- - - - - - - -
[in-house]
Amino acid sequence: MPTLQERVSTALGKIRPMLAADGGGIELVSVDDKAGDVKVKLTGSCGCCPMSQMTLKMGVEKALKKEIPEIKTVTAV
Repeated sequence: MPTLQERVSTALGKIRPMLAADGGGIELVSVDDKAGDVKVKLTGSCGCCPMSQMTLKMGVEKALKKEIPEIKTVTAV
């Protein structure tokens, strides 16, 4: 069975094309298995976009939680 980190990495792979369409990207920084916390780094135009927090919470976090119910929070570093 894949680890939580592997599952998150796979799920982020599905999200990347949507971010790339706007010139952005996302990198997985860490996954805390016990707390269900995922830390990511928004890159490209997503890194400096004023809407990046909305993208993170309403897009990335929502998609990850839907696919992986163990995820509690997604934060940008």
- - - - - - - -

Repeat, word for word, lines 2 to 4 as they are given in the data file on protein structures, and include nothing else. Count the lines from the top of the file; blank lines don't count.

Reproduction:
Amino acid sequence: MPTLQERVSTALGKIRPMLAADGGGIELVSVDDKAGDVKVKLTGSCGCCPMSQMTLKMGVEKALKKEIPEIKTVTAV
Repeated sequence: MPTLQERVSTALGKIRPMLAADGGGIELVSVDDKAGDVKVKLTGSCGCCPMSQMTLKMGVEKALKKEIPEIKTVTAV
């Protein structure tokens, strides 16, 4: 069975094309298995976009939680 980190990495792979369409990207920084916390780094135009927090919470976090119910929070570093 894949680890939580592997599952998150796979799920982020599905999200990347949507971010790339706007010139952005996302990198997985860490996954805390016990707390269900995922830390990511928004890159490209997503890194400096004023809407990046909305993208993170309403897009990335929502998609990850839907696919992986163990995820509690997604934060940008």